History of Belhaven Heights – Part 4, the Future

We have examined the origins and development of the Jackson Belhaven Heights neighborhood in previous sections of this history. It is a historic neighborhood entering the city in 1840, only 18 years after Jackson’s founding.  We have seen the rich heritage of the famous Boyd Home (Oaks), Colonel Hamilton’s introduction of the first Belhaven College, the notable distinction of Judges Hill and another structure that you might say was “under the hill”. We have visited the past in Greenwood Cemetery, the final resting place of many of the city’s early builders and now it’s time to take a look at the future.

You may have noticed a renaissance in housing along the 800 block of Jefferson and on Harding, Spengler and Lorraine Streets. Much of this can be attributed to Jennifer Welch and her company Belhaven Residential. In an interview with MS Welch, she told how this came about.

“I decided after completing my first year in college that I was not interested in medical school though my father wanted me to become a doctor. He encouraged me to intern with various companies to find an interest, so one day I walked into Waddell Nejam’s office and asked if he would let me work for free for a few weeks. I was soon offered a part- time job which I did while an undergraduate at Millsaps College. Following college, Mr. Nejam offered me a full-time position and I worked for him until 2005. The following year I began to manage property in Greater Belhaven for my family while attending the Millsaps MBA program.  Two years later I earned my real estate broker’s license and began to do third party management. I also bought my first apartments at 917 Harding Street.”

“In 2007, my father and I decided to renovate the property just south of the Oaks House Museum.  The City of Jackson Historic Preservation Commission presented me with an Award of Merit for the restoration. That same year, I renovated the space at 730 North Jefferson which is now my office.

“In March 2017, I renovated an eight unit complex at 1107 Bellevue Place and in September 2017, purchased 790 Lorraine and we are currently working on 927 and 935 Harding Street. My current plans are to renovate 814 and 836 Jefferson Street.” Jennifer also donated land for the small park called the Entergy Station adjacent to the entrance to the Museum Trail at the intersection of Greymont and Moody Streets.

Jennifer and her oldest brother are now owners of the old railroad beanery at 1032 Spengler St. and financed its restoration into a duplex.  The downstairs still has its original tin tile.  The renovation followed MDAH recommendations and guidelines and the project received Historic Tax Credits.  She currently serves on the board of the Oaks House Museum and the Belhaven Heights Community Association and is president and board member of the Mississippi Apartment Association. She lives at the old Lyell home at 935 Bellevue and loves the Belhaven Heights neighborhood. “I have made a conscious decision to live among my tenants. My leasing office screens our prospects before accepting them and I am proud of my staff, my properties and my renters. My level of commitment and service to the neighborhood has made a noticeable improvement to certain streets. I also encourage our tenants to take part in neighborhood activities and get to know one another. My job is not only to provide housing, but to provide community.”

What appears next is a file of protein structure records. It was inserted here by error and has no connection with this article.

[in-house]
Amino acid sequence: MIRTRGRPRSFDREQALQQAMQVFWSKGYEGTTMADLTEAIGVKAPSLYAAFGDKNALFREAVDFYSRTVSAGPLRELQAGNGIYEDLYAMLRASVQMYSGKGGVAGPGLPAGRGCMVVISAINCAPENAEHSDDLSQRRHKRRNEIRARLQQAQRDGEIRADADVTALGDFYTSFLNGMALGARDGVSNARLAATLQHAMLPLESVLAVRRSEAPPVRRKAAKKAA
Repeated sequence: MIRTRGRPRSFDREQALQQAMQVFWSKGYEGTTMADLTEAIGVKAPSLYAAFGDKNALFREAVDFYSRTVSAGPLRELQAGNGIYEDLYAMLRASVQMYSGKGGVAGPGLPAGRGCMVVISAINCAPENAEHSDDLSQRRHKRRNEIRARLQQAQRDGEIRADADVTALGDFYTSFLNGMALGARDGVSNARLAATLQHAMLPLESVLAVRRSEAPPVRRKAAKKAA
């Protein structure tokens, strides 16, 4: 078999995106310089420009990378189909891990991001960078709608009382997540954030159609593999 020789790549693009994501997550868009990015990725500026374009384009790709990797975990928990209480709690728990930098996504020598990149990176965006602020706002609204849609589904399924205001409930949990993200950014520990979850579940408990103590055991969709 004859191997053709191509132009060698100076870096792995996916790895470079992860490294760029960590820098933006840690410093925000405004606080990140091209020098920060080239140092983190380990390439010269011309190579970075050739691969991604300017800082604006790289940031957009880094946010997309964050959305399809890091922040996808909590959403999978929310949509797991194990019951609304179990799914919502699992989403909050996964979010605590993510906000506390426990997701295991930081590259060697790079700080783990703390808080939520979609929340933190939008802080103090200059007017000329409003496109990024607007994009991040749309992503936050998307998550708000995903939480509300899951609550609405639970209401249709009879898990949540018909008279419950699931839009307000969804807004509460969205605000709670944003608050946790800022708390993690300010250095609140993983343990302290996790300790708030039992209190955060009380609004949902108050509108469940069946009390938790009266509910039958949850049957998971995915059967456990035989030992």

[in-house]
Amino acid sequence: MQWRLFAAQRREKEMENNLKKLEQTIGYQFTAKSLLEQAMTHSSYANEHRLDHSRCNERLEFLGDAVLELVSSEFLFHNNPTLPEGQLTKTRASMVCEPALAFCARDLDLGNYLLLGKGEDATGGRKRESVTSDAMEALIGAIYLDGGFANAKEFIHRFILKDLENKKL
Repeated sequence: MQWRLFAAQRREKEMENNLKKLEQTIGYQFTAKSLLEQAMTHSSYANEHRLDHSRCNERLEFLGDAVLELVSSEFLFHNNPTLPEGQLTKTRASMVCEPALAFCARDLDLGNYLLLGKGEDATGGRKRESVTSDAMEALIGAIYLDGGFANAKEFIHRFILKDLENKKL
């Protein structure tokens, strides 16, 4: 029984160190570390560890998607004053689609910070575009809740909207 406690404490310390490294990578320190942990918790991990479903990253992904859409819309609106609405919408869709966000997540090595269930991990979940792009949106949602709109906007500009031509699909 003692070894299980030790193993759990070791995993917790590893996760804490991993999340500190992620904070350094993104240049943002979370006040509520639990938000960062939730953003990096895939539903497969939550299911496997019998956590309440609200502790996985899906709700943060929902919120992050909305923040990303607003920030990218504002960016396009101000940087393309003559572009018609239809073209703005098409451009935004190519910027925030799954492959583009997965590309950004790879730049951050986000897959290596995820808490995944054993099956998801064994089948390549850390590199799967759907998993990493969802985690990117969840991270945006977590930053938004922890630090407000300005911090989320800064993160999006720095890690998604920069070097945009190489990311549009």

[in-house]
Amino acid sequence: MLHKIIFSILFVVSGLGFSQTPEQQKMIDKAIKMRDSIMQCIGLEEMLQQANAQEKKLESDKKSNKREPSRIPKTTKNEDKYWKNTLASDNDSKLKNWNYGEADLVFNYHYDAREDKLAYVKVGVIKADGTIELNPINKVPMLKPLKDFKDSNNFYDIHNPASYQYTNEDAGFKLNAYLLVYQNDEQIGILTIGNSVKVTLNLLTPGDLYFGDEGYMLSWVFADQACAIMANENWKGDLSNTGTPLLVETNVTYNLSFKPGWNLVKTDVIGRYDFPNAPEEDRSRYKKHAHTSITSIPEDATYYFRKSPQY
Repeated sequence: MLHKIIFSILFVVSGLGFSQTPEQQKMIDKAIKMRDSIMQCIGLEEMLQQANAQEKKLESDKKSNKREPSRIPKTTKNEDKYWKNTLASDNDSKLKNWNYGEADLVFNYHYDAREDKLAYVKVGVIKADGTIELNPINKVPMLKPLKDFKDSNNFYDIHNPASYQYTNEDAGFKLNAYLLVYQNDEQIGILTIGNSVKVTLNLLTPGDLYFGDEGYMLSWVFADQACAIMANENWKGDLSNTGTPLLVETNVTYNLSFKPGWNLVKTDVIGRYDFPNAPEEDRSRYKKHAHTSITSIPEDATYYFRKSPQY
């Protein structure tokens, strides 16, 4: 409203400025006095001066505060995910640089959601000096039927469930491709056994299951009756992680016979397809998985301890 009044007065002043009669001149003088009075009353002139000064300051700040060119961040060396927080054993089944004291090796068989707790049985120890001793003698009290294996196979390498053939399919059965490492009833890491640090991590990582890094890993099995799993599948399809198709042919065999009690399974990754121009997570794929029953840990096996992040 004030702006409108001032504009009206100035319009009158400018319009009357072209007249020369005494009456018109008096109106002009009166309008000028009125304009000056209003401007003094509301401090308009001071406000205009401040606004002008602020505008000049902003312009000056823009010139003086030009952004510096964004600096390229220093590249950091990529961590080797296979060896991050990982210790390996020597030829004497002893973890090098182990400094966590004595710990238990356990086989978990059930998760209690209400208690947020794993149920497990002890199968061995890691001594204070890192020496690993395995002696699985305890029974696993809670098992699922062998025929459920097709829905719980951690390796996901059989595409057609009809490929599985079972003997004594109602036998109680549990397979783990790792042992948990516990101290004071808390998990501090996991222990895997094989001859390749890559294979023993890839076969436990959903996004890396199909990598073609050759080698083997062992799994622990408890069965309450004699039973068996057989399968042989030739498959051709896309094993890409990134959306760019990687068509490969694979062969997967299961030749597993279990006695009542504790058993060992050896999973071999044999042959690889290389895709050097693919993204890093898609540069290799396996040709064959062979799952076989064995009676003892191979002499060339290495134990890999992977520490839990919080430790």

In May 2018 a mural was unveiled on the north face of the Belhaven Residential building at Jefferson and Harding Streets. The mural depicts a sense of unity though the diversity of ideas and education. The Belhaven Heights mural is the result of a partnership between the Mississippi Heritage Trust, the Oaks House Museum and Belhaven Residential to create a landmark of interest in the neighborhood it symbolizes and the theme of preservation. The commissioned artist is Jackson native Douglas Panzone. Jennifer hopes that the completion of this mural will encourage the upcoming Museum Trail participants to visit the Oaks Museum and other attractions coming to the area.

The Belhaven Heights neighborhood is filled with talented and accomplished individuals and families. One of these is Cal and Laura Christel Horlings, their two children and several cats who live on Madison Street. The Horlings have lived in the Heights since 2006 and Cal has served in several capacities, including vice president, of the Belhaven Heights Community Association. Cal is the Director of Customer Support at the Bomgar Corporation in Ridgeland and Laura Christel works with Wycliffe Bible Translators for the translation project of the Choctaw people of Mississippi. She has had various roles including administrative, linguistic and ethno musicological.  Their interests and avocations are both diverse and productive in support of their community. Both Horlings are musicians. Cal has played trumpet with the Mississippi Community Symphonic Band and the Mississippi Swing. He also plays djembe (African drums) and enjoys running in the Mississippi Blues Marathon. Laura Christel has degrees in piano performance, linguistics and exegesis, plays the viola and is a member of the National Arbor Foundation.